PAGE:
Scottsdale Museum of Contemporary Art debuts ‘PROJECT SPACE’ with new works by Diedrick Brackens featuring "textiles with ideas of agency to advance change," Feb. 6 – Aug. 22, 2021.
A discussion between artist Brackens and curator Lauren R. O’Connell in 2017 about depicting black bodies in his abstract tapestries evolved into showcasing his work at SMoCA, according to a press release.
“Ark of Bulrushes” is the inaugural show in the museum’s new initiative “PROJECT SPACE” and the debut exhibit shows Mr. Brackens’ cultural heritage and connection to society, including the history of his people in the U.S., the release said.
Additionally, his connection to Bible stories growing up in the south and the survival of climate change in the future; activism by revisioning the past, present, and future is featured.
“Ark of Bulrushes” is Mr. Bracken’s first exhibition — solo or group — in Arizona and the southwest, the release noted, adding that it features all new tapestries and premieres the artist’s first handwoven basket boats.
“We are thrilled to be presenting all new work by the extremely talented and humble artist Diedrick Brackens,” said Ms. O’Connell, SMoCA assistant curator, in a prepared statement.
“Every aspect of the artist’s weavings — color, figures, animals and patterns — layer together meaning that is often rooted in dark histories, but with the intention to find hope wherever it may exist.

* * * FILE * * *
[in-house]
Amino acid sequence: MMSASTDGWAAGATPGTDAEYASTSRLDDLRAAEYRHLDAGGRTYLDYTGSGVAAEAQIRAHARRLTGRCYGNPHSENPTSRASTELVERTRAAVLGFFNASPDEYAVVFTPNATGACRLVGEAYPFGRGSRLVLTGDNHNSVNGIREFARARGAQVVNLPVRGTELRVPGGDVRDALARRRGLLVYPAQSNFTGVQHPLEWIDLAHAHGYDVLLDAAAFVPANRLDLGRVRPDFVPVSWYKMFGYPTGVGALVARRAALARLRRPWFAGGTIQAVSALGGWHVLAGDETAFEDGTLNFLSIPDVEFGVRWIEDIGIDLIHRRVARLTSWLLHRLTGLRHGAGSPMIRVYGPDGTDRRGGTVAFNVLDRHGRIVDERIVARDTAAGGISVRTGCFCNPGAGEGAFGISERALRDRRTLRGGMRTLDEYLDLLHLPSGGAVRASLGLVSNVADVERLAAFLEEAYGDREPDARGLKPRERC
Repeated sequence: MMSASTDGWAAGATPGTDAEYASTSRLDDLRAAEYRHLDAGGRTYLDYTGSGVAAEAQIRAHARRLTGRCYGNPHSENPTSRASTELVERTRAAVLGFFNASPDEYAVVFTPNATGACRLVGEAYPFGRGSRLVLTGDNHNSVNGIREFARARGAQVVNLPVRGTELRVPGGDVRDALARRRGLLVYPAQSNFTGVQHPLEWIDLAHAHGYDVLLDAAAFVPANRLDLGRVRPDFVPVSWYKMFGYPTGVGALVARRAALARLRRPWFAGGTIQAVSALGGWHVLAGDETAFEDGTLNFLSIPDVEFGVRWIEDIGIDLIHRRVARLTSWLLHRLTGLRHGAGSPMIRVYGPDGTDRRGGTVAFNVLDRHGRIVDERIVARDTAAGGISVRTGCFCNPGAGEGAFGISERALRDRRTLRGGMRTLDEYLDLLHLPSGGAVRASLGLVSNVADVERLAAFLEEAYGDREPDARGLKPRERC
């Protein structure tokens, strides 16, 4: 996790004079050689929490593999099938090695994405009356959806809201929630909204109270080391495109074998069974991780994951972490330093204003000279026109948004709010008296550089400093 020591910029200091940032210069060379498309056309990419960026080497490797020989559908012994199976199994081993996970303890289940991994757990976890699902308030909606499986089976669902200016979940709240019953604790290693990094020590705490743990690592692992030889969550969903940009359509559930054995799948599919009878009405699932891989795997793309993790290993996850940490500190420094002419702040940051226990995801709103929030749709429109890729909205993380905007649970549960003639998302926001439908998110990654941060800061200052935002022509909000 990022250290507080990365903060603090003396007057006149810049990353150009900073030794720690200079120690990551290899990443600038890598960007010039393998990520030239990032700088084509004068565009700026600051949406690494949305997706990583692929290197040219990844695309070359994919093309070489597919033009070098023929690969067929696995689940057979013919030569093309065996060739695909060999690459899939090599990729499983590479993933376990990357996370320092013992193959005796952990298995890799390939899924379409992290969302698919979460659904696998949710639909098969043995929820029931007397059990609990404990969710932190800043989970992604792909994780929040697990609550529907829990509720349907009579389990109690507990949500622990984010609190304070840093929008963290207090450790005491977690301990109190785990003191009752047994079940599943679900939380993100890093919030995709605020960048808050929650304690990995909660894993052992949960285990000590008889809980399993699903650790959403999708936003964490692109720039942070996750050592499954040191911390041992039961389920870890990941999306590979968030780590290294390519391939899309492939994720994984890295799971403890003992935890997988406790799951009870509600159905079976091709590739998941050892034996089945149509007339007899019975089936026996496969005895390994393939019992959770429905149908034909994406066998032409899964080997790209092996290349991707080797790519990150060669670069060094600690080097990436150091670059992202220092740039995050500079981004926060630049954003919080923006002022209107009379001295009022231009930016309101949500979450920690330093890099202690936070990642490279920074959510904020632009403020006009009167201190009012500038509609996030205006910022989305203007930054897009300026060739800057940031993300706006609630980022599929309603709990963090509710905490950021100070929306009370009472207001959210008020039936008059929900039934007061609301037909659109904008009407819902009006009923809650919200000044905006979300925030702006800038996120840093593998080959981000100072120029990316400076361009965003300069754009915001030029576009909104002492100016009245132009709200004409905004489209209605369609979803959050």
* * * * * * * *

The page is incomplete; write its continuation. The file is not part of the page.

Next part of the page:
The complexity that he achieves is done so by creating rich textiles that offer alternative perspectives and narratives about Black bodies, humanity and survival throughout history and today.”
In this series, the release describes how Mr. Brackens forms visual allegories of emancipation by intertwining symbology from the Underground Railroad and the exodus of the Israelites from Egypt, offering a meditation on liberation, the climate crisis and the power of craft.
Colorful and textural landscapes are filled with constellations, rivers, coded patterns, boats and Black figures that are said to create narratives of hope in times of oppression and turbulence.
“Cotton is the primary material because it is a very easy material to manipulate. It takes color beautifully, and its historical significance in the United States relative to enslavement, violence and subjugation that has had lasting effects on Black bodies,” said Mr. Brackens in a prepared statement.
“I think of the process of handweaving cotton as a small way to pay tribute to those who came before me and worked with the material under very different circumstances.”
“‘Ark of Bulrushes’ offers a new way of thinking about navigating world systems in relation to how it has been used in the past to seek emancipation,” said Ms. O’Connell.
“Today, humans are still perusing the freedom of thought and speech, to self-identify and love, and from harm and exploitation. Brackens work is a guide for finding hope in times riddled with fear about the unknown.”
“I have made my mark as an artist for creating figural weavings. This exhibition has really provided me the opportunity to expand my research and the physicality of my work into the realm of sculpture,” said Mr. Brackens in a prepared statement.
“It means so much to have a platform and the support of an institution to continue to push the work and to dream wildly. I am excited to be working with Lauren and SMoCA to bring this new body of work to fruition.”
Scottsdale Museum of Contemporary Art is at 7374 E. Second St., according to the release.
For more information on hours and guidelines, see: SMoCA.org; SMoCA.org/reopening-guidlines; or call 480-874-4666.
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